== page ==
Created on Saturday, 01 March 2014 Written by THE ASSOCIATED PRESS
DAYTON, Ohio (AP) — Jail officials in two Ohio counties plan to allow inmates to meet with their lawyers, family and friends using remote video access.
Montgomery and Warren counties in southwestern Ohio want to use the technology to reduce security risks and improve the use of jail staff, while offering a convenient alternative to face-to-face visits.
The move also could raise additional revenue, since inmates or other users would be charged for the service.
Once they begin using video visitation, the counties' jails would be among fewer than 200 jails nationwide currently using the service, the Dayton Daily News reported, (http://bit.ly/1jkdyiN ).
"Grandmother can sit right (at home) and talk to her grandson," Warren County Sheriff Larry Sims told Warren County's commissioners last month.
Sims' office projected that charging $10 for 20 minutes of video visitation would amount to between $30,000 and $40,000 in extra revenue annually, while reducing security risks associated with moving inmates around the jail for about 13,000 visits a year.
Commissioners directed Sims to begin seeking bids from potential providers.
Chief Deputy Rob Streck of the Montgomery County Sheriff's Office said that agency hopes to have the video visitation available for attorneys to meet with inmates by the end of the year. The service would later be broadened to inmates' family and friends.
Montgomery County plans to add the service at no cost to the county through an existing contract for inmate phone services, Streck said.
The Federal Communications Commission is reviewing the technology to study its effectiveness and how it affects inmates or visitors with hearing and visual disabilities.
Erik Crew, who focuses on human rights in prisons at the Ohio Justice and Policy Center, said his group supports video visitation, provided it's affordable and easy to use.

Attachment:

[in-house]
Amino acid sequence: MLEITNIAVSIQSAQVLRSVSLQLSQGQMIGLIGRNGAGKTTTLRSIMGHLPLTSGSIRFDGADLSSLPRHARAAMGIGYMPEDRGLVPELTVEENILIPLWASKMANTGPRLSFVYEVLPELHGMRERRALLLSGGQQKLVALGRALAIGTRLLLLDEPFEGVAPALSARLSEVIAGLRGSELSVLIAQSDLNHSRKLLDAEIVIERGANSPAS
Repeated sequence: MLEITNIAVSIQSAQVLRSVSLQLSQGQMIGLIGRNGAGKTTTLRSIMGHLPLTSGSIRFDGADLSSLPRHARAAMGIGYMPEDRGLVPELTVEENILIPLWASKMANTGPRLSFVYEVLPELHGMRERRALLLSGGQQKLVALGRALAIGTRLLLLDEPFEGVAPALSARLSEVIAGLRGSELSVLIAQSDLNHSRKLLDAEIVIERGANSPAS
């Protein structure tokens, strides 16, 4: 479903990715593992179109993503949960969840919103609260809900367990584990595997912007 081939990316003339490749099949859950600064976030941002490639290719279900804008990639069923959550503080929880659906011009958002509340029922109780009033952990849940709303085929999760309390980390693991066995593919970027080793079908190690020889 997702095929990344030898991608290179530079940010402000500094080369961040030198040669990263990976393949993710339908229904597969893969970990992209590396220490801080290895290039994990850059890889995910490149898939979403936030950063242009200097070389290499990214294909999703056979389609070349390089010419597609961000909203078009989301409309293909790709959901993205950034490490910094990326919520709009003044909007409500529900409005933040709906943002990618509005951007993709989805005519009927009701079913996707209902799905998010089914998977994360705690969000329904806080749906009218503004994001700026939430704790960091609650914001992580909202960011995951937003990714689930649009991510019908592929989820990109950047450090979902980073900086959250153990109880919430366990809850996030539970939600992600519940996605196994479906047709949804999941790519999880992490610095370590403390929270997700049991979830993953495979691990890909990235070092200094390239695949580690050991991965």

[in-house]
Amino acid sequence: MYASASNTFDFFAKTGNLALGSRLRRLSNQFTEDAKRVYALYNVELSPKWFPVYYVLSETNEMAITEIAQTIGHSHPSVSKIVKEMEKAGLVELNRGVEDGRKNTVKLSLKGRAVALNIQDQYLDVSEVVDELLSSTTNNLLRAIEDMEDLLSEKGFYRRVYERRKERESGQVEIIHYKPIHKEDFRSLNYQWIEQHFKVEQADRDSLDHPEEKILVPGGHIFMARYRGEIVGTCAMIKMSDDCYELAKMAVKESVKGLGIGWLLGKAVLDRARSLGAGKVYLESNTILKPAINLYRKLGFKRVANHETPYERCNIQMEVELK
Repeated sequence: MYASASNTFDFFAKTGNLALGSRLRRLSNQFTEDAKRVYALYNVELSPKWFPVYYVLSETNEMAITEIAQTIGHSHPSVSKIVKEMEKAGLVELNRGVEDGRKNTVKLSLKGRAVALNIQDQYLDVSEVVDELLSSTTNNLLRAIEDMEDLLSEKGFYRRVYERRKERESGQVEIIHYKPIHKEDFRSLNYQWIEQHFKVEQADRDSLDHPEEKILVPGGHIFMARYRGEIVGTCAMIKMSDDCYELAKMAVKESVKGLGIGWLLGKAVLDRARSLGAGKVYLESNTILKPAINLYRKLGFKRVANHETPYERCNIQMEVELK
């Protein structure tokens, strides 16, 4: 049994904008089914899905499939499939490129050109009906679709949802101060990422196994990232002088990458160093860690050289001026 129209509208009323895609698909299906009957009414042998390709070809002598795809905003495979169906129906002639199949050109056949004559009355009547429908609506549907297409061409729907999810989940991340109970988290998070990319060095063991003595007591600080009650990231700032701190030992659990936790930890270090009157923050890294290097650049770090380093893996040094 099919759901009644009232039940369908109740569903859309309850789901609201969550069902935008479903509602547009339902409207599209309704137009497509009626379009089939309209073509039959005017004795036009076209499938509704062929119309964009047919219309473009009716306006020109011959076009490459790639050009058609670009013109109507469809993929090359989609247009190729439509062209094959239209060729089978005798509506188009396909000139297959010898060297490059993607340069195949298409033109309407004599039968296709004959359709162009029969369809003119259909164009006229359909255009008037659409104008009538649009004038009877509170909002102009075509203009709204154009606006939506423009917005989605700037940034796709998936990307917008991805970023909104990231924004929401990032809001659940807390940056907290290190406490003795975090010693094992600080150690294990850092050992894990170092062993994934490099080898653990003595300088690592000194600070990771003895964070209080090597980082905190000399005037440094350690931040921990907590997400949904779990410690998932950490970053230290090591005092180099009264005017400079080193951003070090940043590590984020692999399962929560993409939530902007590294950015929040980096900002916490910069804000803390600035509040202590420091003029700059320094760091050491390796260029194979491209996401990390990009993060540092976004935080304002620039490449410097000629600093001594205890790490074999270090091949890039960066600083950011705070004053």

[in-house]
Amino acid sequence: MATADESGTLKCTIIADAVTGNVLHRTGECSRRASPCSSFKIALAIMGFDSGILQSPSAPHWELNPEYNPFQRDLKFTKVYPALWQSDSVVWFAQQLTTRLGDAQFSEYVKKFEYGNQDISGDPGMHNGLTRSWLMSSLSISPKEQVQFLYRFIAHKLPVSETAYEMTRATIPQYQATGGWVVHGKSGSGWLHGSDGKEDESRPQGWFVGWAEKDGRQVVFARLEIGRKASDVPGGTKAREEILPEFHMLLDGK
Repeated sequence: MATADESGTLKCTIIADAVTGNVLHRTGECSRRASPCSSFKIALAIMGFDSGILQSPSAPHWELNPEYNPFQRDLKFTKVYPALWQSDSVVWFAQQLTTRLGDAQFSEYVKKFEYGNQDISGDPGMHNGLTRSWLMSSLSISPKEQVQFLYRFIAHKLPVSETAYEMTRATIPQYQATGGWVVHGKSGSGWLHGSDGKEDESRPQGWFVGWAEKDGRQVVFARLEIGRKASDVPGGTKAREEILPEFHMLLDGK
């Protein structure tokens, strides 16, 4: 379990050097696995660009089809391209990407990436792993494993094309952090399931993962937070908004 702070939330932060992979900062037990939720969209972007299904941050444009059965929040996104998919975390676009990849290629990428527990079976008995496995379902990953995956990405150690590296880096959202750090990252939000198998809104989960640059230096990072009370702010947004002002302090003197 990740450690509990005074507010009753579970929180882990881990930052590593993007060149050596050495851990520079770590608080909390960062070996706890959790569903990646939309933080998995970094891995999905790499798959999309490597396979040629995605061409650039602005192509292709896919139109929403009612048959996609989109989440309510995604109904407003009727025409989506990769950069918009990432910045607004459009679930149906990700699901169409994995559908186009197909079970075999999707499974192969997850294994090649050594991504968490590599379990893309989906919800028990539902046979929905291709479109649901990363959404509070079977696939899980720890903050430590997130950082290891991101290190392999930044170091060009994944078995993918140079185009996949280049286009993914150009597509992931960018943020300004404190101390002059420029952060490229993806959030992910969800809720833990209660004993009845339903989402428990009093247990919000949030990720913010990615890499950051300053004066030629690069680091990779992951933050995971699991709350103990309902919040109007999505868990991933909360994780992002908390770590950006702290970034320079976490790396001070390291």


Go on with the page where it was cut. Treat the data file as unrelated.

"Evidence shows that people are more successful once released from jail when they get more contact when they are in," Crew said. "Anything that helps families stay connected is positive."
But problems have arisen involving video visitation systems in Washington, D.C., the Phoenix area and in Austin, Texas, said Peter Wagner, executive director of the Massachusetts-based Prison Policy Initiative.
He said some systems are complicated to operate and prone to breakdowns.
"That's not what Grandma needs," he said.
Some systems also are replacing face-to-face visits with friends and family who drive to jails.
Advocates also warn of the need to prevent vendors from overcharging for the service. So far, rates vary from 25 cents to $1.29 a minute, Wagner has found.
Wisconsin-based TurnKey Corrections, which offers remote video visitation at 50 jails around the country, including in Sandusky in northern Ohio, charges just under $6 for a 15-minute video call, said company President Patrick McMullan.
"It's cheaper than driving to the facility," he said.
While calling for competitive bidding before adding the service, Warren County Commissioner Dave Young said he liked the proposal because it could generate revenue.
"Again, this isn't a hotel. This is a jail," Young said. "Either you can afford to do that or you can't."